|2 Peter 3:10||” the day of the Lord will come like a thief.”|
|I John 5:20||“We know also that the Son of God has come and has given us understanding “|
|Revelation 2:25||“Only hold on to what you have until I come.”|
|Revelation 3:3||“But if you do not wake up, I will come like a thief, and you will not know at what time I will come to you.”|
|Revelation 3:9||“I will make them come and fall down at your feet and acknowledge that I have loved you.”|
|Revelation 15:4||“All nations will come and worship before you “|
|Revelation 18:8||” in one day her plagues will overtake her”|
Erchomai [er'-khom-ahee], like heko, is also a verb but is used much more profusely. It is found 632 times in the New Testament and is translated in a variety of ways, some 75-80 different ways in the NIV, with the most common being some form of the verb come, 450 times. It would be prohibitive to reference each of these locations at this time, but if I did so, the conclusion would be the same as that for parousia and heko.
The conclusion reached is to note that each of these words is a commonplace, ordinary, run-of-the-mill word used in the daily lives and conversations of those living in the first century. These words are not part of an exclusive vocabulary that operates solely in religious circles requiring some scholar to explain their meanings. Neither are they words solely designated to be used only in an eschatological context. They should not, therefore, be considered difficult to understand when they are used within the context of the coming of Christ.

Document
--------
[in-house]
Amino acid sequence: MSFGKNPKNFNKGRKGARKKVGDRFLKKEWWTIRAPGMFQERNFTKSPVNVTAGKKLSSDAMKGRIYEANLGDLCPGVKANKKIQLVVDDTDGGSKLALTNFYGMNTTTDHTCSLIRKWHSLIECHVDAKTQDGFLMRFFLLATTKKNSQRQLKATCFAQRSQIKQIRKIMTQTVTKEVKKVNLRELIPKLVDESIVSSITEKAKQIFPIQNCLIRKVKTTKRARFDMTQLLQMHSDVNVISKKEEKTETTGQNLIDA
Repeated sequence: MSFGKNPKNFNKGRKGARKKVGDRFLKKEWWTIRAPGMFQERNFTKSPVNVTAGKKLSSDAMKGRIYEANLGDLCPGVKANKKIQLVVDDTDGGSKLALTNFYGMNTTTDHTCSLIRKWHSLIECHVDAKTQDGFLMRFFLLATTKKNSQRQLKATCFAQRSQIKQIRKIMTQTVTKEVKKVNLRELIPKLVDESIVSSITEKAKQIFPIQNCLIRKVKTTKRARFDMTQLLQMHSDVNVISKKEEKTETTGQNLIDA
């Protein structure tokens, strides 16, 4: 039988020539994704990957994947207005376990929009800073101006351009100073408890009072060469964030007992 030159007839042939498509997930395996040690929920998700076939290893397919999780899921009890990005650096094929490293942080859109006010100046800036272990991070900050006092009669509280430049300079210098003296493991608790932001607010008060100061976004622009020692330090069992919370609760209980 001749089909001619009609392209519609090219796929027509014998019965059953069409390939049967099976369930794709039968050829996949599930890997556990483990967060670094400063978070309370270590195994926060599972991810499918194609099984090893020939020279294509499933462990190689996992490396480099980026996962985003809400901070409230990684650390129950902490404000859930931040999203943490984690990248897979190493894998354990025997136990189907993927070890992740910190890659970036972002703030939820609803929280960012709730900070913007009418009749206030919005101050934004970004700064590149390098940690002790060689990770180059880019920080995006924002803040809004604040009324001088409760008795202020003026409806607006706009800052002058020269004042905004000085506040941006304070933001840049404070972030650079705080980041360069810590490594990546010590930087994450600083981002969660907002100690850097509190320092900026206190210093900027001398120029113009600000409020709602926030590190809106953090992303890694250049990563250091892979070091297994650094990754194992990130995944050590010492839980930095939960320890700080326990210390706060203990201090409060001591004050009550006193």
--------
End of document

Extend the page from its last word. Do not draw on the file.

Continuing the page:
A Study of “This Generation”
It should be unnecessary to expend time, energy, and space to defend what Jesus meant when He twice used the phrase this generation in this passage [Matthew 23:36; 24:34], but, unfortunately, it is.
The fact is that some insist that Jesus did not have in mind the existing generation of His day but some future generation when He said, “All these things shall come upon this generation” and “this generation will by no means pass away till all these things take place” [Matthew 23:36; 24:34 NKJV]. In the opinion of futurists, the fulfillment of “these things” occurs in a future generation. In fact, it has not been and is not uncommon for scholars who maintain that viewpoint to cite these verses, especially Matthew 24:34, as proof texts for predicting that the return of Jesus is on the horizon today since, it is claimed, we ourselves are living in that future generation of which He spoke.